Elliptical: SoftBank Backs Crypto Crime Tracking Company for $ 60 Million Ride




lliptic, the London-based crypto startup that monitors financial crime, has raised $ 60 million from a group including SoftBank.

The “Series C” round of research was conducted by Evolution Equity Partners and included money from existing investors including US bank Wells Fargo and Octopus Ventures.

Elliptic creates software to help track and monitor cryptocurrency transactions. Its products are used by banks and fintechs like Revolut and Coinbase to make sure they don’t deal with stolen or illegal funds. Law enforcement agencies like the FBI also use Elliptic to track the proceeds of crime.

“We’re seeing a lot more interest from native crypto companies and traditional financial institutions,” Elliptic chief executive Simone Maini told The Standard.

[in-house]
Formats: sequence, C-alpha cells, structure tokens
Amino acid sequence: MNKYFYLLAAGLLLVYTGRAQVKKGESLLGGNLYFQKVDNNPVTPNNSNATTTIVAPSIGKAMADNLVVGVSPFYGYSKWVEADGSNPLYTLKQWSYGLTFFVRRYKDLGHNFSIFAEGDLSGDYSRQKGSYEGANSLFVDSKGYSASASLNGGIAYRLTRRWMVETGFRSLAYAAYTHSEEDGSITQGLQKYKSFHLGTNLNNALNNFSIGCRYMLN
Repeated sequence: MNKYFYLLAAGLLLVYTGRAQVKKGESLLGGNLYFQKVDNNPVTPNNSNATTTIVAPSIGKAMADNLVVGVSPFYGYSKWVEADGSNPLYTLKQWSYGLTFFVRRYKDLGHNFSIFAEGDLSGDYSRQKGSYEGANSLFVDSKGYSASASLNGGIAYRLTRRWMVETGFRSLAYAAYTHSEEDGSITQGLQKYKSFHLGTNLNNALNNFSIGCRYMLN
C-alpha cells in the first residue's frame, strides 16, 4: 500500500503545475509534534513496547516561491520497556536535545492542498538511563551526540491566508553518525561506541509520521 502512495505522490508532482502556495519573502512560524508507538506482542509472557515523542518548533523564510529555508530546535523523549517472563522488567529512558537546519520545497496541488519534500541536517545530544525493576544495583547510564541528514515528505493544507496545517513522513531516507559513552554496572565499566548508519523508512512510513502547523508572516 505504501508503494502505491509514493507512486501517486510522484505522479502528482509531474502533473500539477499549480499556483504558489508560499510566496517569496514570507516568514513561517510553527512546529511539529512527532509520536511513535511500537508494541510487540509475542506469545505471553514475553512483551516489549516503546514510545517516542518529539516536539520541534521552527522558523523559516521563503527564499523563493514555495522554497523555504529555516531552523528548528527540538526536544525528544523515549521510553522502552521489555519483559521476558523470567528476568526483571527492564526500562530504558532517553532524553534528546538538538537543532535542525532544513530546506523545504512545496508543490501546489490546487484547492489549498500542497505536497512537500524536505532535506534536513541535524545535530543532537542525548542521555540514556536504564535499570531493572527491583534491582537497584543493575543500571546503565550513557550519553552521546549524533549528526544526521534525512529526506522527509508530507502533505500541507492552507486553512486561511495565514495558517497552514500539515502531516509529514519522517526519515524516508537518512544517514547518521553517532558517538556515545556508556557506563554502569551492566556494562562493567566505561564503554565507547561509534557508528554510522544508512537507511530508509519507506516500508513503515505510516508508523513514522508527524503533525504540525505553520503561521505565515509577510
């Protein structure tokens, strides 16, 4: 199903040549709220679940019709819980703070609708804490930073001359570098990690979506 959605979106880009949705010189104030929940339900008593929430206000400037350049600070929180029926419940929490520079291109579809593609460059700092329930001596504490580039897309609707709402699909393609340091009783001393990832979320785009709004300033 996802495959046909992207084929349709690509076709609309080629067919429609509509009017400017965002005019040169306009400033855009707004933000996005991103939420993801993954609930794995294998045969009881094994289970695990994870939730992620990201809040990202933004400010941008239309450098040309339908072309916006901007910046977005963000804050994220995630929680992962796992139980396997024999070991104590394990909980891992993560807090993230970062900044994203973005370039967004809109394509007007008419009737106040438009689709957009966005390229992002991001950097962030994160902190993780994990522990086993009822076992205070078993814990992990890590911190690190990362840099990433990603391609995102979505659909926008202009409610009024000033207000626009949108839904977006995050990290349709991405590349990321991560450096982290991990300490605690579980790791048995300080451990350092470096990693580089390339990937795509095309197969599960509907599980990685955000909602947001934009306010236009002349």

Elliptic plans to use the new funds to double its workforce to 200 and continue to expand globally. The company has offices in the UK, US, Japan and Singapore.

The expansion comes after a recent revival in crypto through adoption by institutions like Square and PayPal. The price of bitcoin – often seen as an indicator of sentiment – hit a new all-time high in April before falling back, but has gained ground in recent weeks.

Maini said that “tremendous regulatory progress” around the world has brought “clarity and consistency” to financial firms looking to get into crypto.

“The curiosity of a lot of institutions has been piqued,” Maini said. “I think it’s now widely accepted that a crypto-compatible future is inevitable.”

“There is a lot of awareness now,” Maini said. “It is no longer considered a Wild West.”

SoftBank’s involvement is likely to attract attention. The Japanese company was behind the world’s largest venture capital firm, its $ 100 billion Vision Fund, and its shares are closely watched. SoftBank’s Vision Fund 2 was the initiator of the Elliptic deal.

“They are really very open to the potential of blockchain and crypto technology,” Maini said, adding that Elliptic was attractive because its products were “fundamental” to the market.


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